“Average UV exposure was statistically lower in the group undergoing surgery. The ratio of hospitalizations per UV exposure for CD was statistically different compared with all hospitalizations. Increased UV exposure was associated with a lower risk of inpatient surgery. Accounting for age, gender, race/ethnicity, season, income, hospital setting, and comorbidities, the effect of UV exposure remained protective for inpatient surgery. Increased UV exposure is associated with a reduced risk of inpatient surgery among patients with CD.”
The European Menopause Journal (Risks and Benefits of UV Radiation in Older People: More of a Friend than a Foe?) concluded that, “Inadequate sun exposure carries its own risks, and the older population are particularly sun deprived as recorded by low serum Vitamin D levels and lack of outdoor activity. Sunlight has health benefits dependently and independently of vitamin D synthesis.” We see something similar with CANCER (there are myriads of studies on this topic, including Dr. Michael Holick’s study in the journal Anticancer Research titled Biological Effects of Sunlight, Ultraviolet Radiation, Visible Light, Infrared Radiation and Vitamin D for Health).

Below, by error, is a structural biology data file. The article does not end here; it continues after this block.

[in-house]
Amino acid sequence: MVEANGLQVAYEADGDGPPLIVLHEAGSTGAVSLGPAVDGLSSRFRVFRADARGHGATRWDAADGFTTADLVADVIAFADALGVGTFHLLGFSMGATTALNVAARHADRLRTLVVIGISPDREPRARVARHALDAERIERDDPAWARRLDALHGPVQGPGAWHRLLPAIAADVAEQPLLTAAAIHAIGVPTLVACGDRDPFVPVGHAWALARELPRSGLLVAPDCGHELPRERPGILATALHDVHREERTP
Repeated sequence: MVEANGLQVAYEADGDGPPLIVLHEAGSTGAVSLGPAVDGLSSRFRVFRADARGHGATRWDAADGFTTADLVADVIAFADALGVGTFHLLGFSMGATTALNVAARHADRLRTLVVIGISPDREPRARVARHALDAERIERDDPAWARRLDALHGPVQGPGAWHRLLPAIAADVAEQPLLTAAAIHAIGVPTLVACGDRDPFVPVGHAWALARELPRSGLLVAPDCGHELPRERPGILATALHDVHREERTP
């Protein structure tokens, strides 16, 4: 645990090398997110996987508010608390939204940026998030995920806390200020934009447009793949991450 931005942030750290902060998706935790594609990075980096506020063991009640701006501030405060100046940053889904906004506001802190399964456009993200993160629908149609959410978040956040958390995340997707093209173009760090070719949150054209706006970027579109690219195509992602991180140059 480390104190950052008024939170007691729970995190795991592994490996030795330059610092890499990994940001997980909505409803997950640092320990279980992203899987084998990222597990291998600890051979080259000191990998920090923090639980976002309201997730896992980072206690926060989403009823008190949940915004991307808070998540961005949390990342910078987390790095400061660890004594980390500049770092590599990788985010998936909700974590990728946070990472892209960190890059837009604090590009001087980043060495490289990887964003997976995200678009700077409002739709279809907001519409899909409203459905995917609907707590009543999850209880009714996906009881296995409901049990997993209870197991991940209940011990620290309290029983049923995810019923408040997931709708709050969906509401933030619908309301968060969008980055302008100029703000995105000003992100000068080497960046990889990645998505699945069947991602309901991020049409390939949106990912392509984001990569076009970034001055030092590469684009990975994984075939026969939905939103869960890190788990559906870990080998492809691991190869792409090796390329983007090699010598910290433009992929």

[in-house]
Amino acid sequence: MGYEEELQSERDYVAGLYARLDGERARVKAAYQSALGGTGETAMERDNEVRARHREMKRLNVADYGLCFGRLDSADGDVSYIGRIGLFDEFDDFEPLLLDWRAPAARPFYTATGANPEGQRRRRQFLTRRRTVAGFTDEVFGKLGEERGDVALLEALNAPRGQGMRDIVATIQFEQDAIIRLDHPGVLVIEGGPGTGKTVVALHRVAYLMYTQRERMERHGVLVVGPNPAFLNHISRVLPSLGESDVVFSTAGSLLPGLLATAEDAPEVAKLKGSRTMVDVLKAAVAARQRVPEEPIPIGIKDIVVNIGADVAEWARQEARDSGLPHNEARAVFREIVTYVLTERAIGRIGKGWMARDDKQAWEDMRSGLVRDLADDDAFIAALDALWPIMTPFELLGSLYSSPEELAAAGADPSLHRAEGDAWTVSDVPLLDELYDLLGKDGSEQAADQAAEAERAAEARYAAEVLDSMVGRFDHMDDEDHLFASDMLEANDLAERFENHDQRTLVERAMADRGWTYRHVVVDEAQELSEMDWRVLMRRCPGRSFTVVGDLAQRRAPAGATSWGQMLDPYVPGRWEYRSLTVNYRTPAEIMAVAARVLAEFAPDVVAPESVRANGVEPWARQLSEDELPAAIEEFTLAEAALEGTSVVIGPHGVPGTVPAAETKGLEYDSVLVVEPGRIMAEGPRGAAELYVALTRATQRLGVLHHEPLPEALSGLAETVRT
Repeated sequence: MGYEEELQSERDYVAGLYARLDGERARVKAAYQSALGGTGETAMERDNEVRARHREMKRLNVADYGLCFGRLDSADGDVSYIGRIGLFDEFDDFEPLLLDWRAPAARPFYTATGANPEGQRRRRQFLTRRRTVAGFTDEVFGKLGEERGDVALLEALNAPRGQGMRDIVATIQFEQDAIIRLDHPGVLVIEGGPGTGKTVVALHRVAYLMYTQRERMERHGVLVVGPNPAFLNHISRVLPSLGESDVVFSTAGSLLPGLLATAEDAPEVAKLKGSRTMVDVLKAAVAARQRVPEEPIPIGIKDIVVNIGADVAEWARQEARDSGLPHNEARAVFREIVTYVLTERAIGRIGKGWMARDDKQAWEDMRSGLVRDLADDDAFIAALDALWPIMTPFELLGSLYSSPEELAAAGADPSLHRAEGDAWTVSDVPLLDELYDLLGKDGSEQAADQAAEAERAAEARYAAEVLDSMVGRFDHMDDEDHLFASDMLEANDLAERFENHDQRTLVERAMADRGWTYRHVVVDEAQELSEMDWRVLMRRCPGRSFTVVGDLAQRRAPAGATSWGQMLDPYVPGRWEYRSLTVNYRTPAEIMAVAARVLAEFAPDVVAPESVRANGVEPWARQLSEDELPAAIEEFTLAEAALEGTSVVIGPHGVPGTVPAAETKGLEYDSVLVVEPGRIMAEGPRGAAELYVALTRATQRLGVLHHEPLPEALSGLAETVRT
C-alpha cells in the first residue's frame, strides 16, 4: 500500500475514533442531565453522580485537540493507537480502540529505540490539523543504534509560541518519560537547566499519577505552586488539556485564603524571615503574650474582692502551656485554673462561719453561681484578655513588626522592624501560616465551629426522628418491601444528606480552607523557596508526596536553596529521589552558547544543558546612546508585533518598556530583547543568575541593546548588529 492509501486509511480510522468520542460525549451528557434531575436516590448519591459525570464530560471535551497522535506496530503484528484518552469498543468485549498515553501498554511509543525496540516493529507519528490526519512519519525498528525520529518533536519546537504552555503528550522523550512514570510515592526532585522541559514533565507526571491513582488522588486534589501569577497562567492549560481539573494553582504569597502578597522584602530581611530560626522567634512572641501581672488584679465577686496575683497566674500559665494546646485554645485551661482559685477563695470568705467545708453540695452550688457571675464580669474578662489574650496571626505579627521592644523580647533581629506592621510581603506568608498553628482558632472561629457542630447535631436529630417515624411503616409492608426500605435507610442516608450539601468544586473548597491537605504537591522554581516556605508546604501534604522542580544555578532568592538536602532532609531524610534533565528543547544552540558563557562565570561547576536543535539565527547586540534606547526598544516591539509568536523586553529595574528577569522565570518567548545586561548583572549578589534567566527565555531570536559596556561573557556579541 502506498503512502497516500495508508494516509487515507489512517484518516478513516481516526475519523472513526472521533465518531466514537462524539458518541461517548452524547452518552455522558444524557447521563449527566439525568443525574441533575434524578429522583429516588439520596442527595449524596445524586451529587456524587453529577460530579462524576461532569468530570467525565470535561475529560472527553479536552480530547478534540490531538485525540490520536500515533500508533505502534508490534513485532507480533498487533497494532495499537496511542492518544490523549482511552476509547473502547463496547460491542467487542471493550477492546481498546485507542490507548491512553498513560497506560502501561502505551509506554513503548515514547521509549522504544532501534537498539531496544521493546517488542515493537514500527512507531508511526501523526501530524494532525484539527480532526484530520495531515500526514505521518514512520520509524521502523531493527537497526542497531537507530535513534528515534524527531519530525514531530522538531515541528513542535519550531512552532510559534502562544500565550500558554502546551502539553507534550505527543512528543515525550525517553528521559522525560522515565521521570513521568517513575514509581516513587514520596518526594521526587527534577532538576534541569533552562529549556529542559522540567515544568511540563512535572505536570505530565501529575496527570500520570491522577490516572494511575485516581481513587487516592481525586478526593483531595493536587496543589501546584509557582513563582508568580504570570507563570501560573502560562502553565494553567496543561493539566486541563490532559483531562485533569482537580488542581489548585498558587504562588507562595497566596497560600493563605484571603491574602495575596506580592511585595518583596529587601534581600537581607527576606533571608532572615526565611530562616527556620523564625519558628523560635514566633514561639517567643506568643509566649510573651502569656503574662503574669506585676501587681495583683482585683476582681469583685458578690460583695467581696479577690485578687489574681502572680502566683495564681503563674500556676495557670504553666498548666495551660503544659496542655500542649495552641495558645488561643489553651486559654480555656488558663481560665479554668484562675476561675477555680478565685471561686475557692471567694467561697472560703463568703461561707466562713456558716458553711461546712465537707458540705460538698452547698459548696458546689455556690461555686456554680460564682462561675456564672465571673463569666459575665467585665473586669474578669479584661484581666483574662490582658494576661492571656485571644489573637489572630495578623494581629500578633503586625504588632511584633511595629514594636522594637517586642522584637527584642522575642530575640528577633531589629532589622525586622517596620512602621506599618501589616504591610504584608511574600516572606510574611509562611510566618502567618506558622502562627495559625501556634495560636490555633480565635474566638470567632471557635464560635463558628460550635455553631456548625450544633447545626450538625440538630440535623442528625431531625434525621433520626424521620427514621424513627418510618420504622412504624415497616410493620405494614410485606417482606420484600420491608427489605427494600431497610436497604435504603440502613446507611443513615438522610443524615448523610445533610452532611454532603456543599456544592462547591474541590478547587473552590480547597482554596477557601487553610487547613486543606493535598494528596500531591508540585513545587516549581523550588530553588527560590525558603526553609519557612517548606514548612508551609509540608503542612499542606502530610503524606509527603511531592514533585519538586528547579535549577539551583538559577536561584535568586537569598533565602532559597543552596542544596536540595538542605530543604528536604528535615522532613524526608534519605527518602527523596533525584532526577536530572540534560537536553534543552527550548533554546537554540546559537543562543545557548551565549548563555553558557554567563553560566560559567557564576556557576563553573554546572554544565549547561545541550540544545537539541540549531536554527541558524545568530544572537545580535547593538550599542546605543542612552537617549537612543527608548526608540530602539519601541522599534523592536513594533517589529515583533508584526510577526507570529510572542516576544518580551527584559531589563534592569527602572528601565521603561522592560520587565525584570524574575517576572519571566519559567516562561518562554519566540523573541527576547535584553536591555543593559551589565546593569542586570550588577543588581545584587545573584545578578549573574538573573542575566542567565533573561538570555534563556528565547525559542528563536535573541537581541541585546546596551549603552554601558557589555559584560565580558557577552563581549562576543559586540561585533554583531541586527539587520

Just like the way that for decades the medical community warned people to eschew dietary fat (HERE) and currently warns us to try and keep salt intake at zero (HERE), we see similar warnings about being out in the sun — especially as it relates to cancer. But what does the research actually say? It’s actually quite amazing. In 2016, the journal Dermato-Endocrinology published a study titled Solar Radiation and the Incidence and Mortality of Leading Invasive Cancers in the United States that opened with these words. “Invasive cancer risk is inversely related to ultraviolet light exposure.” In other words, more exposure to the sun means less risk of coming down with the the “Big C”. Here are some CHERRY-PICKED sentences from this study.
“There have been many published studies and reviews linking increasing levels of ultraviolet B light or vitamin D levels to decreasing risk of cancers [the bibliography contains 15]. We obtained the North America Land Data Assimilation System daily average sunlight for the continental United States from 1999–2011. US Cancer Statistics age-adjusted-incidence and mortality was also obtained from the CDC. We found that cancer incidence for all invasive cancers and for 11 of 22 leading cancers significantly decreased with increased solar radiation.”